If you haven’t shopped for a new TV in the past few years, things have definitely changed — and one of the big changes is the introduction of 4K. Let’s take a look at what 4K is and what it means for the future of TV technology.
What is 4K?
4K represents 3,840 pixels across a TV screen and 2,160 pixels down the screen. This means that a 4K TV can display four times the number of pixels — or twice the resolution (2160p) — of current 1080p HD TVs.
To make 4K more understandable (and appealing) for consumers, the electronics industry has adopted the label “ultra HD,” or UHD, to describe a TV that has 4K resolution display capability.
TV manufacturers including LG, Samsung, Sony, Panasonic, TCL, Hisense and Vizio are also using the ultra HD TV platform to improve color, brightness, contrast and other capabilities, in addition to the increased resolution.
Is Current HDTV Now Obsolete?
Although 4K ultra HD can improve TV viewing, current HDTVs aren’t becoming obsolete anytime soon. Consider the following:
You need a large screen to see the picture detail and quality difference between 1080p HDTV and 4K ultra HDTV. Depending on seating distance, a screen as large as 65 inches or greater may be needed to see that difference.
Also, when you bring home an ultra HDTV, you don’t start watching everything magically in 4K; content that has been created or recorded in 4K, and either transmitted, streamed or played on a 4K source device, is also needed.
Where’s the 4K Content?
Most of the 4K content available so far is via streaming (Netflix has started; Vudu and Amazon are on the way). For this, you need a very fast Internet connection (wired preferred) with speeds of 15 to 25 mbps second, and your ultra HDTV needs to also be a smart TV with the necessary built-in circuitry that can decode the signal.
4K content is also slowly becoming available via cable and satellite (DISH), which requires renting or purchasing a new cable box or satellite dish.
Other content sources are pending. For example, the ultra HD Blu-ray format has been announced, but that will require the purchase of a new player (starting in late 2015) and, of course, movies will have to be made available in the new format. The new players will still be able to play your current DVDs and Blu-ray discs.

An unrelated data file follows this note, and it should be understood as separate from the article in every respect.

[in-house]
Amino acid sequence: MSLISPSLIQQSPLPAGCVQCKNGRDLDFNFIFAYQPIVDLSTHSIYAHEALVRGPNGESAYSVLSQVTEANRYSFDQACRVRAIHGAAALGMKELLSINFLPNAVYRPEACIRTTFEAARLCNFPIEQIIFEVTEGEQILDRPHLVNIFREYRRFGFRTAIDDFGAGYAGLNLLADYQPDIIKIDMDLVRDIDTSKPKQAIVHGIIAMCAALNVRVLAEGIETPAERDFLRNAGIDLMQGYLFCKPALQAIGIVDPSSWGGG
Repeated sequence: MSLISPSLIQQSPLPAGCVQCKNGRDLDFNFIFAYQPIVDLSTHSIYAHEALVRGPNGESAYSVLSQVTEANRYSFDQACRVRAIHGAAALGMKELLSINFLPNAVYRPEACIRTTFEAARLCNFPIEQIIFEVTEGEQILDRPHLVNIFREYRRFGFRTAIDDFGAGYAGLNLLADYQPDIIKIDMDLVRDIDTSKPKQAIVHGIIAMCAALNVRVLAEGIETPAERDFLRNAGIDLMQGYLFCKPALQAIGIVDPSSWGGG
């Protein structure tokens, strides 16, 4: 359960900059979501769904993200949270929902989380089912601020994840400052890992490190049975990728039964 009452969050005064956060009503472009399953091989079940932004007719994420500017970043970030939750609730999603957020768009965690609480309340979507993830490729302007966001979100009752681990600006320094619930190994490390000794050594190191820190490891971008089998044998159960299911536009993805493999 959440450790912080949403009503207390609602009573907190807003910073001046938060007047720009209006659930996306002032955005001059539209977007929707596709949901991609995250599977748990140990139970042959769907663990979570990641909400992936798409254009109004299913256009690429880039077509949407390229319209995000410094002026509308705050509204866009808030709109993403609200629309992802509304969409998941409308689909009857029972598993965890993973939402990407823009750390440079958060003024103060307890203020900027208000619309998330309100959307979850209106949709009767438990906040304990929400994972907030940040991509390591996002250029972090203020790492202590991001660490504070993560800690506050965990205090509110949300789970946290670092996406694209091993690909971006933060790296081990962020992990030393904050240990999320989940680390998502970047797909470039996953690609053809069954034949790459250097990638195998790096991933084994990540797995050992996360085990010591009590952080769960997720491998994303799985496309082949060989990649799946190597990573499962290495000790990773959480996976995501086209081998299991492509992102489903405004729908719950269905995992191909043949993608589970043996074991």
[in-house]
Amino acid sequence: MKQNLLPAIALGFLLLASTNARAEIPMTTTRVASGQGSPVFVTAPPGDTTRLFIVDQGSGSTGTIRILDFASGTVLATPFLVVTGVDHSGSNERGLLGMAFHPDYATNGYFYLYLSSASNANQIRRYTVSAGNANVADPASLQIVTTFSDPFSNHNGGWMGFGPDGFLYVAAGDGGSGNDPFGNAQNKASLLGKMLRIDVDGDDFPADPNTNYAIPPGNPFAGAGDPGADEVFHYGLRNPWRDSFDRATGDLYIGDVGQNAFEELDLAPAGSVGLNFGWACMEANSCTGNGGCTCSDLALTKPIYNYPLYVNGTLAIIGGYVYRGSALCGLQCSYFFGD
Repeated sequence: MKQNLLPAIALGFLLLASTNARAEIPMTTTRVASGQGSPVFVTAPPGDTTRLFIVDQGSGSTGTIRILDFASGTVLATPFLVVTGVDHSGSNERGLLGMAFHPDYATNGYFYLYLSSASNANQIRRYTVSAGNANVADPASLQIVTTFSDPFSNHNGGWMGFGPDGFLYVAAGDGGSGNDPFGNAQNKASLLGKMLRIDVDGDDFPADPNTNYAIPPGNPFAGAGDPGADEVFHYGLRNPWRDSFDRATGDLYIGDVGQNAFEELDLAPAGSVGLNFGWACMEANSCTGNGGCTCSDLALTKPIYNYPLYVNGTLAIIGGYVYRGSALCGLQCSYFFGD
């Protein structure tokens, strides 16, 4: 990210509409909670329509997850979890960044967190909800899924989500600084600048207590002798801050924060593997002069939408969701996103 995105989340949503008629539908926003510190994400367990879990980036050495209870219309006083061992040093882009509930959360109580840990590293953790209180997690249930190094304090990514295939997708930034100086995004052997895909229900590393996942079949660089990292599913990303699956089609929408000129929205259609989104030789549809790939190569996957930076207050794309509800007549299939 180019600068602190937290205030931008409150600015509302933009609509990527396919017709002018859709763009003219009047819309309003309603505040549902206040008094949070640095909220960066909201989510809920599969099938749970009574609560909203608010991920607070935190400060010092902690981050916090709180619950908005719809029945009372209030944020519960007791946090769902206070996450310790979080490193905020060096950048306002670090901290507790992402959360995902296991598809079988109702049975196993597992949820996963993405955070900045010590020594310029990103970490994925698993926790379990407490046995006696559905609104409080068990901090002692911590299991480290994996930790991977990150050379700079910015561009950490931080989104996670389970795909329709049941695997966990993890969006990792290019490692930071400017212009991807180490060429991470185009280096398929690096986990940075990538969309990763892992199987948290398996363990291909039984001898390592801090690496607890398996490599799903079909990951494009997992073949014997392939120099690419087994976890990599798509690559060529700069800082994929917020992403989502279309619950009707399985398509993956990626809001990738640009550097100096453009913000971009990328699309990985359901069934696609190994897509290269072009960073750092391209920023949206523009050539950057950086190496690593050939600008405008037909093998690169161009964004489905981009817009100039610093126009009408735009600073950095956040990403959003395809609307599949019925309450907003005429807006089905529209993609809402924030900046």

Further off is 4K TV broadcasting. There is no official standard yet that allows over-the-air TV broadcasting in 4K. Once standards are approved, the built-in tuners in current ultra HDTVs will not meet the standard. If you already own an ultra HDTV or plan to buy one within the next year or so, to receive any forthcoming 4K TV broadcasts, you will need to add an external box (or buy a new TV at that time that has the proper tuner).
Reasons to Buy a 4K Ultra HDTV Now
The final decision to buy at this time is yours, but here are two things to consider:
All 4K ultra HDTVs have built-in upscaling. This means that current non-4K content (including DVDs, Blu-ray discs and HD cable/satellite) will look better on many 4K ultra HDTVs than they would on a current HDTV, thanks to the added processing capabilities of 4K ultra HDTVs.
Prices for a growing number of 4K ultra HDTVs are now more reasonable, with some priced not that much higher than their 1080p counterparts. Vizio is a prime example, with prices ranging from $599 for a 43-inch screen size to $3,999 for an 80-inch monster.
What Lies Ahead for 4K
Consumer help is needed for 4K to succeed. As more people purchased color TVs in the 1960s, more color TV programs were produced. The same went for HDTV — as more HDTVs were purchased (think late 1990s through early 2000s), more HD content was made available. And it will be the same with 4K; the more 4K ultra HDTVs find homes, the more incentive there is for content producers and delivery services to meet demand.
Looking ahead, both HDTV and 4K ultra HDTV can co-exist for the foreseeable future, especially when you consider that there is still a huge library of HD and even non-HD content available.
With the increasing availability of 4K ultra HDTVs on store shelves, combined with a corresponding planned decrease in HDTV production, and a steady increase of available content sources (especially streaming) moving toward 2016 and beyond, it looks like ultra HD will become the main content and delivery standard through the second half of this decade.